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It's been a whirlwind of things happening, but now that things have settled I have an update regarding the dog who bit me.

The guy was found when he set up to surrender his dog... at the rescue I volunteer at. Long story, but honestly I think he was just in way over his head. So I'm not pressing charges though he is covering the doctors visits I've been having and my rescue is taking the dog.

The dude admitted that she had started lashing out at whatever was nearest when he shocked her. Apparently, it had only ever happened to with him and inanimate objects prior to me and he thought that she was just trying to assert herself as the "alpha" over him. (Side note: it's crazy to me how many dog owners still thing dominance theory is legit).

The dog is actually pretty sweet. She's a 10 month old husky. She did have a nasty wound from her shock collar being too tight and on for too long. It's infected, but the vet said it should heal up nicely with antibiotics.

The behaviors that he was trying to correct actually just sound like typical adolescent and husky behavior (ie not coming when called, chewing everything in the house, playing rough). He was not only a 1st time husky owner, but she was his first dog period and he chose a husky because he likes their appearance.

Luckily, one of my fosters, who is experienced in not only Huskies, but also reactive dogs with bite histories, just placed her previous dog and has agreed to take this pup on after her hold with animal control.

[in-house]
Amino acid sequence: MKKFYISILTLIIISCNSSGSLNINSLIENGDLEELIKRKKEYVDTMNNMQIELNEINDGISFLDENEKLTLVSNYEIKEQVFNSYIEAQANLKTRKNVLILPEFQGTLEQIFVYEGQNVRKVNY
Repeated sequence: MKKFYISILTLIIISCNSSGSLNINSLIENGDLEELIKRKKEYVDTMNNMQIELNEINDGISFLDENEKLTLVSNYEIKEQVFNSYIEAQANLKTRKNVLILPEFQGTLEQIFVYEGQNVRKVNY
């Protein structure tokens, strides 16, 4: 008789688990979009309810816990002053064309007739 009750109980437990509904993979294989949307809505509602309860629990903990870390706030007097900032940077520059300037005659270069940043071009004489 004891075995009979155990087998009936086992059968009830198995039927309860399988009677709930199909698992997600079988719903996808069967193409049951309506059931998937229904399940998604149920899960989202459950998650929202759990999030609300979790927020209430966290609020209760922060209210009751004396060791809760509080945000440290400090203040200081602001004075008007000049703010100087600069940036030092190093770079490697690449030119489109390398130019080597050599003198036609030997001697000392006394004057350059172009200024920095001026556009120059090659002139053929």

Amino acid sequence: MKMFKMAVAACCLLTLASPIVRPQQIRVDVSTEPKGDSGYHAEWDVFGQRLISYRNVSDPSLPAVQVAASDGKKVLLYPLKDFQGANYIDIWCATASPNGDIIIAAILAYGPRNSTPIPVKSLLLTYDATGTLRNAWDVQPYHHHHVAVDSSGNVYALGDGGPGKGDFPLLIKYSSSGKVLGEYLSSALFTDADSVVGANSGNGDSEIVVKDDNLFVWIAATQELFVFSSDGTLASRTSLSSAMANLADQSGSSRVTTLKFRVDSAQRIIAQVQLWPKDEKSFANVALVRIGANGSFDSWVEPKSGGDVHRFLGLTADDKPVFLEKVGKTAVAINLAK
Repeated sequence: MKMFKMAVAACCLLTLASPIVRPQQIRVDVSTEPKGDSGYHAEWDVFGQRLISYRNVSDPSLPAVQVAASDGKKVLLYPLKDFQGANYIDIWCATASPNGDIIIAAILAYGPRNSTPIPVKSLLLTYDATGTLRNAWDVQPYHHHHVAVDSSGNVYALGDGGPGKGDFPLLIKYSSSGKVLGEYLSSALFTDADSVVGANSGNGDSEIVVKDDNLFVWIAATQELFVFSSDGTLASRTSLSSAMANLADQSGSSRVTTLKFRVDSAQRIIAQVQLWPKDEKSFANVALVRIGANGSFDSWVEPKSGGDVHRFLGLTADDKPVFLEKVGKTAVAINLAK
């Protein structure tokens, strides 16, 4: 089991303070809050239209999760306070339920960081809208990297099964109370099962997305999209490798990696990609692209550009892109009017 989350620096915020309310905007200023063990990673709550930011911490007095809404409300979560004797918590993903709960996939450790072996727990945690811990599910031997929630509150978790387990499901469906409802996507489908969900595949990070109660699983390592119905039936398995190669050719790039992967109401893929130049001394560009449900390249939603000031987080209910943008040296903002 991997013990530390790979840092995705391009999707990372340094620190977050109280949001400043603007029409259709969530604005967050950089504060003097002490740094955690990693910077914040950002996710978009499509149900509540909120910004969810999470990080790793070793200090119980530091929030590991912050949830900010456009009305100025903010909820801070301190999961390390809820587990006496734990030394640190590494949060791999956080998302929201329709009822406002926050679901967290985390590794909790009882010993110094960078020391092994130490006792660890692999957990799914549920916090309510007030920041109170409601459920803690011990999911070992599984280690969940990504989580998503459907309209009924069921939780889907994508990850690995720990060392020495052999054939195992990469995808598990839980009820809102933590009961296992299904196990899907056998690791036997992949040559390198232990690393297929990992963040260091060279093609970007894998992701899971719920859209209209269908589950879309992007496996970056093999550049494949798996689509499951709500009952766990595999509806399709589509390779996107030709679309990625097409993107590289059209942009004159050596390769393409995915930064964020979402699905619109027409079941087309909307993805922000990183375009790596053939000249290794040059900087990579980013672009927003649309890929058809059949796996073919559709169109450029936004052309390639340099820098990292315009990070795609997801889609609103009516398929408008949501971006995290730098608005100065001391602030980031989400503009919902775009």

My supervisor has been the one talking with animal control, so I'm not 100% sure that this is accurate, but from what I've heard it sounds like they are leaning on ruling her bite as one with provocation due to the shocks and her young age. Since the bite was a level three she is allowed to go through a rehabilitation trial. So no public places with out a muzzle and regular vet visits then at the end of that period she gets reevaluated by animal control to see if it's worked I guess.

It's nice for me in that I've been a little anxious around Huskies since. I know it doesn't rationally make sense, but it was more a physical reaction. Knowing she was just in a crappy situation put me at ease and meeting her again, without having to worry about Mouse or Otter, helped a lot. Which is good since I swear a quarter of the pups I place for the rescue are owner surrendered Huskies because the owner liked their looks and didn't know how much work they are. Plus they're usually puppy mill products and have those additional issues since no reputable breeder is going to let people who have no idea Huskies temperament or activity level take one of their pups.
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